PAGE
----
Dissecting the queue


The BBC is developing something close to an obsession with our country’s queues.

Following on the heels of Daniel Pardo’s sublime video diary on what it takes to purchase eight items from a shopping list, we have the BBC Magazine going all Jane Goodall on the ins and outs of the country’s queues. The value added:

Often people join a queue without even knowing what’s on sale. They get into line and then they ask the shopper in front of them what they’re waiting for. It’s highly likely that the person in front has done exactly the same thing with the shopper in front of them.

We saw one queue that only moved forward because people at the front gave up waiting and went hunting elsewhere. But if you were further back in line – around the corner, say – you couldn’t see this. You just felt the illusion of momentum or progress and were encouraged to stay and wait a little longer. On this occasion there wasn’t even anything to wait for. There’d been a rumour that the shop might be getting a delivery of something – no one knew what – but in the end there was nothing – just an empty loading bay.

And so it goes on. It’s a surreal symbol of a system that’s broken – and frankly, makes little sense. Unsurprisingly people are angry and frustrated. On occasion this has meant that queues have degenerated into riots. And some shoppers have been robbed of their precious cargo while heading home.

I couldn’t help relate this story to Daniel’s amateur video of Maduro’s adoring (i.e. paltry) crowd as he inaugurated a bus line in Maracay. After all, they both show the serious cracks in the government’s propaganda machine.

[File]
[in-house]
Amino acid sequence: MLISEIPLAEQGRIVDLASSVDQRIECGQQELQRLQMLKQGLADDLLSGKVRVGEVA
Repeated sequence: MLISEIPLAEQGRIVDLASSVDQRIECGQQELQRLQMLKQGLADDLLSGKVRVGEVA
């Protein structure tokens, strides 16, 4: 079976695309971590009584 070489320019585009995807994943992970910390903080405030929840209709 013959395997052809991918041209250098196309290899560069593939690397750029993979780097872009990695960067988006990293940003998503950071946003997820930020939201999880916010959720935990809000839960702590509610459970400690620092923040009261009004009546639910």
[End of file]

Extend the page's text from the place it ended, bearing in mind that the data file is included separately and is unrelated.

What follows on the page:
If anything, stories like these prove that the government’s efforts to clamp down on the truth are failing, much like the government itself.

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  1. So the lesson to be learned is clear. The BBC will criticize the Maduro administration for mismanagement and cronyism but will go no further. So those who oppose Maduro but who wish to curry international media support should not tackle Venezuelan socialism but rather should just claim that its implementation is incorrect.

    • Oh my, that was spot-on. An excellent comment. It goes back to the idea, according to many in the western media, that were Chavez still alive this economic mess would never have taken place. Socialism is NEVER the problem. It’s the face behind socialism that will, or will not, make it succeed. Maduro just doesn’t happen to have the right face. Again, excellent point.

      • Broad denunciations of socialism don’t belong in a news story anyway. BBC are reporting about queues and how they affect Venezuelans. The evidence is pretty damning, but it’s up to the reader to each conclusions about what the root causes are. They don’t need to be spoon-fed.

        • Yes, I would agree that “broad denunciations of socialism” don’t belong in BBC news stories. However, the news reporter could, at the very least, make mention of the fact that the REASON why people are standing for 4 or more hours in a queue is for the simple reason that the ‘government’ has instituted price controls and that the ‘government’ has essentially made the currency worthless. Simple, and to the point. Were you to tell a food market owner in a capitalistic economy that 3 thousand people were standing outside HIS/HER store waiting to give HIM/HER their money for HIS/HER products, there would be an immediate call to action. More cashiers! More check-out lanes! They would hand out FREE umbrellas to those patrons standing under the hot sun. Promises of improvement in the future to those willing to wait, etc etc. Somehow the BBC always seems to miss this very important point….